I have a dear friend (I’ll call her Betty), who has become like a mother to me. This dear elderly lady sometimes struggles simply to do the regular activities of daily living. My heart goes out to her as I see the effects of aging on her body and mind. I know that there are many like her in our neighborhoods, and today I want to turn your attention to the elderly ladies and widows in your community. My hope is that, as you read about the needs of these very special ladies, someone will come to mind that you could befriend or help.

What do these elderly friends need? What is life like for someone like Betty? There are three unique challenges that I want to make you aware of: Isolation, loss of independence, and failing health. While I’m sure there are many other issues, and each individual is unique, I believe these are the most common. I hope to give you a good understanding of each of these, and then we’ll talk about how we can help.


Elderly ladies who can’t drive spend a lot of time alone. They are alone when they wake up, and they are alone when they go to sleep. They eat three meals alone. They spend the morning, afternoon, evening, and night alone. I don’t know about you, but when I am alone with my thoughts for too long, I begin to dwell on problems, and these ladies have lots of them. Financial concerns, health issues, worries about their children and grandchildren, and a host of other dark clouds hang over their heads, as they try to fight off the temptation toward despair. With no one to talk to and no place to go, loneliness takes a heavy toll on these precious saints.

Loss of Independence

This is a big one. Once they stop driving, our elderly friends lose a huge piece of their lives. They are completely dependent on others for transportation. If they want to go to church, the grocery store, a doctor appointment, or even just get out of the house for a while, they must arrange it in advance. It doesn’t take long before they begin to feel like a burden to their loved ones. This kind of guilt, even if it is self-imposed, compounds the loneliness they feel. Giving up driving is a significant turning point for them and it affects them deeply, like any other kind of loss. This is the reason many of them are so reluctant to hand over the keys in the first place.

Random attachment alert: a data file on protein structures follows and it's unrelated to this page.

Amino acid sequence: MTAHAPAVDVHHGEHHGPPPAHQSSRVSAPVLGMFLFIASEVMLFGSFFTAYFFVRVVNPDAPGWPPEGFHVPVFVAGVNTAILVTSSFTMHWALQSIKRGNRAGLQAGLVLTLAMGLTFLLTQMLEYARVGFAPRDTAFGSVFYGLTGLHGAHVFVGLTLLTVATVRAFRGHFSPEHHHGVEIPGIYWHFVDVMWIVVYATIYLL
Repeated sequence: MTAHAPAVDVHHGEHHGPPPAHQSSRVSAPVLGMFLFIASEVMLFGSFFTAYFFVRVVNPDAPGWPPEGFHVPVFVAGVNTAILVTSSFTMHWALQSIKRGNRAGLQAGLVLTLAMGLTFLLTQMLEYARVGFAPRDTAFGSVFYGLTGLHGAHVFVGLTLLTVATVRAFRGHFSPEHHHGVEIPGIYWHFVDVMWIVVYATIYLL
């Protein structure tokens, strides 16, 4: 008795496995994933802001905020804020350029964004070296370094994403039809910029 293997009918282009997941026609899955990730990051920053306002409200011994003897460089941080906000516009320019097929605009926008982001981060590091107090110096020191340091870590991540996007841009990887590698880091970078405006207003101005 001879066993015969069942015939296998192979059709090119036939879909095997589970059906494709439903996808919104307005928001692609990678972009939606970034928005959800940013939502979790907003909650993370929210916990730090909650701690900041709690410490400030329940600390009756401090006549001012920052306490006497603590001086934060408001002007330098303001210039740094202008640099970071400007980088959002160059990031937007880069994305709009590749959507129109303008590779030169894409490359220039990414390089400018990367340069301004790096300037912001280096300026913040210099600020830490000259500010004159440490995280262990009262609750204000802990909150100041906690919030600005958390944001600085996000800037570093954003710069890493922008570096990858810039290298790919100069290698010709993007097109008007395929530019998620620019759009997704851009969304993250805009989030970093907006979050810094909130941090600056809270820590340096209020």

Other kinds of independence are lost too, as the aging process goes on. Some are unable to bathe alone, or need extra help with housework. This can be humiliating as modesty and privacy must be given up for the sake of safety and hygiene. There can be a significant loss of personhood involved here. They become someone’s task, or a stop on a professional’s appointment list for the day. There may be three or more workers in and out of their home through the course of a day, and this can become emotionally and physically exhausting. Some must enter nursing facilities, where they may feel warehoused and forgotten. So, our elderly friends’ loss of independence amounts to much more than it might seem on the surface.

Failing Health

Most elderly ladies have some kind of health problem that they are dealing with. Many have painful conditions, like arthritis or neuropathy. As you might know, high blood pressure and heart disease are very common among the elderly, as are vision and hearing deficits, and varying degrees of dementia. The medications they have to take for these conditions produce a host of side effects, which lead to secondary yet equally troubling conditions. Sometimes, these friends are put on medications because of the side effects of other medications! They may end up taking so many pills every day, they can no longer remember to take them properly, and end up needing help with that too! These medical problems can produce all kinds of anxiety and fear, which often lead to depression.

The Solution

I’ve laid out a lot of bad news here, but now it’s time for the good news: It does not have to be this way! This is where you and I come in. As we seek to minister to those in our church and our community, it is easy to forget these elderly ladies. After all, we don’t see them. Unless someone brings them to church, we may never meet them, or even know that they exist. You and I must actively seek out opportunities to serve these dear ones. Talk to your Women’s Ministry Leaders, or the Deacons in your church. Ask if they have a list of “shut-ins” (I really don’t like that term, but it is the most common one for this group), and begin to make contact.

When I first met Betty, she was in a rehab center, recovering from a knee replacement. Having had one of those myself, I figured we’d at least have one thing to talk about. I thought I would go and try to cheer her up and encourage her. Now, almost four years later, there is no doubt it is I who have received the cheer and encouragement.

Betty was married to a pastor for over half a century, raised five boys, and trusted in the Lord through many ups and downs in her lifetime. She is a wealth of both theological knowledge and experiential wisdom. She has a deep and abiding love for the Lord, and has been a great example to me as I have gone through my own trials over these last few years. My nest has emptied since I met her, and her encouragement and prayers have been a treasure as I’ve made that adjustment. The counseling ministry has also grown greatly since she began to pray specifically for that area of my life, and I know that many hearts have been changed as a result of her prayers.

When you befriend an elderly saint, both of your lives will be enriched. It is not just taking a meal or visiting a shut-in. It is sharing life with someone whose faith has grown over many decades, and will spill over onto your heart. Won’t you seek out one of these very special friendships today? I promise you will never regret the investment!